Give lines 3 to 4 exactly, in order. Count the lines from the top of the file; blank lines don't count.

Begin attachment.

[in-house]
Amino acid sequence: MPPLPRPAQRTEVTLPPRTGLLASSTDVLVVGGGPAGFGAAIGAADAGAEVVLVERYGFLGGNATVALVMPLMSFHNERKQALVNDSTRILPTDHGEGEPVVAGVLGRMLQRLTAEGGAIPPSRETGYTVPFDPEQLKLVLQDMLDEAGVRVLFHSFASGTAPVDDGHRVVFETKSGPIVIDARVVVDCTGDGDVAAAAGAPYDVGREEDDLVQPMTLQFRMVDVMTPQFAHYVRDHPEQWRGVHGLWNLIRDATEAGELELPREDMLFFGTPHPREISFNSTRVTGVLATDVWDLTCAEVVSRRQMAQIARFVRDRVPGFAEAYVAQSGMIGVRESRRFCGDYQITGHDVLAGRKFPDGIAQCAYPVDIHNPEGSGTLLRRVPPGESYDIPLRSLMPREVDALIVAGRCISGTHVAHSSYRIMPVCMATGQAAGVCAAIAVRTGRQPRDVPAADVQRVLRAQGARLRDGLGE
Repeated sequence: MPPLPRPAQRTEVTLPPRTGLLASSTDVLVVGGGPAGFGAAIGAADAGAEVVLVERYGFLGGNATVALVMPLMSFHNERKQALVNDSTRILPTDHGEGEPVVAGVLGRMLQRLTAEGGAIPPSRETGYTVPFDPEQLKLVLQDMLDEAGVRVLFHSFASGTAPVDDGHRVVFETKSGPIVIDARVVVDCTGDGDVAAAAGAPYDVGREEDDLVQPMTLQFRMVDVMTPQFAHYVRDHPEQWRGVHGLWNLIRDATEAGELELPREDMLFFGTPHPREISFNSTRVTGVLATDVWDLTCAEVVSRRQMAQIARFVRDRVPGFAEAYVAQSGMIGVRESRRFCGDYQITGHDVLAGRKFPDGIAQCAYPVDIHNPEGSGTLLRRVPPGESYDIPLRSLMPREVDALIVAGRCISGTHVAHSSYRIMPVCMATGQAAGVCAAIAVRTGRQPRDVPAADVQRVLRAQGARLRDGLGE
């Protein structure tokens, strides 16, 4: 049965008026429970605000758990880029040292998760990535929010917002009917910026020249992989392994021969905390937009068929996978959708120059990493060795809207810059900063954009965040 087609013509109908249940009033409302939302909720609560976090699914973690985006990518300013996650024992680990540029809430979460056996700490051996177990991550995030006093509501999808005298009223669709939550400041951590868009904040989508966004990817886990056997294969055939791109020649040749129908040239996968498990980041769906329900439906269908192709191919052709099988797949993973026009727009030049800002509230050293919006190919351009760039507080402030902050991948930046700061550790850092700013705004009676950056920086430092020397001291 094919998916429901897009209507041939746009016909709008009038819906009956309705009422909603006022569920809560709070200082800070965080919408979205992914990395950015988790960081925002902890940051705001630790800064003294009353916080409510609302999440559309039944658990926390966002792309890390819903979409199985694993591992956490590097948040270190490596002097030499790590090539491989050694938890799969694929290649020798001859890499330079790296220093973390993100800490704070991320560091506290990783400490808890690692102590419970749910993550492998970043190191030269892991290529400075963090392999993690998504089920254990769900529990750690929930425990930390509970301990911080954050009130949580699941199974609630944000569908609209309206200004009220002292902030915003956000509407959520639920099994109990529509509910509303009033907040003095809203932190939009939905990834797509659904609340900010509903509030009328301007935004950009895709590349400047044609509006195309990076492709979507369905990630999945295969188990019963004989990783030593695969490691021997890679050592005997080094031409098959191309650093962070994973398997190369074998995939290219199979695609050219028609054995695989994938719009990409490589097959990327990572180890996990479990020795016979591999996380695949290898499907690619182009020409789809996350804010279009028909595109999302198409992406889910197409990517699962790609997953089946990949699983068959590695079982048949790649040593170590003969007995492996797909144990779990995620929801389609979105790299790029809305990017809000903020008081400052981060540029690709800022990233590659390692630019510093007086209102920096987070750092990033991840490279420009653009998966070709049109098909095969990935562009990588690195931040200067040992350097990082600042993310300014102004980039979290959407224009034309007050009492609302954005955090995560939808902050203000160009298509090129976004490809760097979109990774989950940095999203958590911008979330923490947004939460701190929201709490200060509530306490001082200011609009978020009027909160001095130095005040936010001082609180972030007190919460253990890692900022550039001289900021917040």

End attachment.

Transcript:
Repeated sequence: MPPLPRPAQRTEVTLPPRTGLLASSTDVLVVGGGPAGFGAAIGAADAGAEVVLVERYGFLGGNATVALVMPLMSFHNERKQALVNDSTRILPTDHGEGEPVVAGVLGRMLQRLTAEGGAIPPSRETGYTVPFDPEQLKLVLQDMLDEAGVRVLFHSFASGTAPVDDGHRVVFETKSGPIVIDARVVVDCTGDGDVAAAAGAPYDVGREEDDLVQPMTLQFRMVDVMTPQFAHYVRDHPEQWRGVHGLWNLIRDATEAGELELPREDMLFFGTPHPREISFNSTRVTGVLATDVWDLTCAEVVSRRQMAQIARFVRDRVPGFAEAYVAQSGMIGVRESRRFCGDYQITGHDVLAGRKFPDGIAQCAYPVDIHNPEGSGTLLRRVPPGESYDIPLRSLMPREVDALIVAGRCISGTHVAHSSYRIMPVCMATGQAAGVCAAIAVRTGRQPRDVPAADVQRVLRAQGARLRDGLGE
């Protein structure tokens, strides 16, 4: 049965008026429970605000758990880029040292998760990535929010917002009917910026020249992989392994021969905390937009068929996978959708120059990493060795809207810059900063954009965040 087609013509109908249940009033409302939302909720609560976090699914973690985006990518300013996650024992680990540029809430979460056996700490051996177990991550995030006093509501999808005298009223669709939550400041951590868009904040989508966004990817886990056997294969055939791109020649040749129908040239996968498990980041769906329900439906269908192709191919052709099988797949993973026009727009030049800002509230050293919006190919351009760039507080402030902050991948930046700061550790850092700013705004009676950056920086430092020397001291 094919998916429901897009209507041939746009016909709008009038819906009956309705009422909603006022569920809560709070200082800070965080919408979205992914990395950015988790960081925002902890940051705001630790800064003294009353916080409510609302999440559309039944658990926390966002792309890390819903979409199985694993591992956490590097948040270190490596002097030499790590090539491989050694938890799969694929290649020798001859890499330079790296220093973390993100800490704070991320560091506290990783400490808890690692102590419970749910993550492998970043190191030269892991290529400075963090392999993690998504089920254990769900529990750690929930425990930390509970301990911080954050009130949580699941199974609630944000569908609209309206200004009220002292902030915003956000509407959520639920099994109990529509509910509303009033907040003095809203932190939009939905990834797509659904609340900010509903509030009328301007935004950009895709590349400047044609509006195309990076492709979507369905990630999945295969188990019963004989990783030593695969490691021997890679050592005997080094031409098959191309650093962070994973398997190369074998995939290219199979695609050219028609054995695989994938719009990409490589097959990327990572180890996990479990020795016979591999996380695949290898499907690619182009020409789809996350804010279009028909595109999302198409992406889910197409990517699962790609997953089946990949699983068959590695079982048949790649040593170590003969007995492996797909144990779990995620929801389609979105790299790029809305990017809000903020008081400052981060540029690709800022990233590659390692630019510093007086209102920096987070750092990033991840490279420009653009998966070709049109098909095969990935562009990588690195931040200067040992350097990082600042993310300014102004980039979290959407224009034309007050009492609302954005955090995560939808902050203000160009298509090129976004490809760097979109990774989950940095999203958590911008979330923490947004939460701190929201709490200060509530306490001082200011609009978020009027909160001095130095005040936010001082609180972030007190919460253990890692900022550039001289900021917040």